Concise review: Parthenote stem cells for regenerative medicine: Genetic, epigenetic, and developmental features

Brittany Daughtry, Shoukhrat Mitalipov

    Research output: Contribution to journalArticle

    29 Scopus citations

    Abstract

    Embryonic stem cells (ESCs) have the potential to provide unlimited cells and tissues for regenerative medicine. ESCs derived from fertilized embryos, however, will most likely be rejected by a patient's immune system unless appropriately immunomatched. Pluripotent stem cells (PSCs) genetically identical to a patient can now be established by reprogramming of somatic cells. However, practical applications of PSCs for personalized therapies are projected to be unfeasible because of the enormous cost and time required to produce clinical-grade cells for each patient. ESCs derived from parthenogenetic embryos (pESCs) that are homozygous for human leukocyte antigens may serve as an attractive alternative for immunomatched therapies for a large population of patients. In this study, we describe the biology and genetic nature of mammalian parthenogenesis and review potential advantages and limitations of pESCs for cell-based therapies.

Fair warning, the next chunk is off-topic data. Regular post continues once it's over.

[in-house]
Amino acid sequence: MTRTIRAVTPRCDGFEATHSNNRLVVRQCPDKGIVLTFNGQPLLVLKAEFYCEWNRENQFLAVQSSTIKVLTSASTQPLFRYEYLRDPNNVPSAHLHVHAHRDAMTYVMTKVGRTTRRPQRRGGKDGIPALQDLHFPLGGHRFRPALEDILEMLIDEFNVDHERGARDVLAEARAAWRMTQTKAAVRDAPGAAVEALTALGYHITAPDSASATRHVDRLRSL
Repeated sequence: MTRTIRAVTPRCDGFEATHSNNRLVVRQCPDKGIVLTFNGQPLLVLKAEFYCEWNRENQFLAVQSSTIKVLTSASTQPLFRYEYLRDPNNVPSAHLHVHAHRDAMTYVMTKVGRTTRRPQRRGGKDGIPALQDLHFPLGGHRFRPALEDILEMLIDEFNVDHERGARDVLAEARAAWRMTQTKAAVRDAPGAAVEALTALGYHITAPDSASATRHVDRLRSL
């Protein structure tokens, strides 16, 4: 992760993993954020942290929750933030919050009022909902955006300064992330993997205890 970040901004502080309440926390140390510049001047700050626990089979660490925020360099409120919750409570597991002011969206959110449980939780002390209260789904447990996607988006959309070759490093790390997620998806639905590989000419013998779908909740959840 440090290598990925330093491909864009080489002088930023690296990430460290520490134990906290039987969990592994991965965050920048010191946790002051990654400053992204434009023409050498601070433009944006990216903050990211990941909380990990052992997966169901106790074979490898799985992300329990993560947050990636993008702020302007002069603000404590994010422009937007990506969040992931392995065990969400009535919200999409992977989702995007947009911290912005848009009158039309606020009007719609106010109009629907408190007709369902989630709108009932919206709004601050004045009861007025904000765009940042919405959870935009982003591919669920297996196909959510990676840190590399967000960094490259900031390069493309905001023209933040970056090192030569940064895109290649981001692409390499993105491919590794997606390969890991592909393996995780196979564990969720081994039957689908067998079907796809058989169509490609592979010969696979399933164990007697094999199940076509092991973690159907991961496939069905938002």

Original languageEnglish (US)
    Pages (from-to)290-298
    Number of pages9
    JournalStem Cells Translational Medicine
    Volume3
    Issue number3
    DOIs
    StatePublished - 2014

    Keywords

    • Histocompatibility
    • Imprinting
    • Parthenogenesis
    • Pluripotent stem cells

    ASJC Scopus subject areas

    • Developmental Biology
    • Cell Biology

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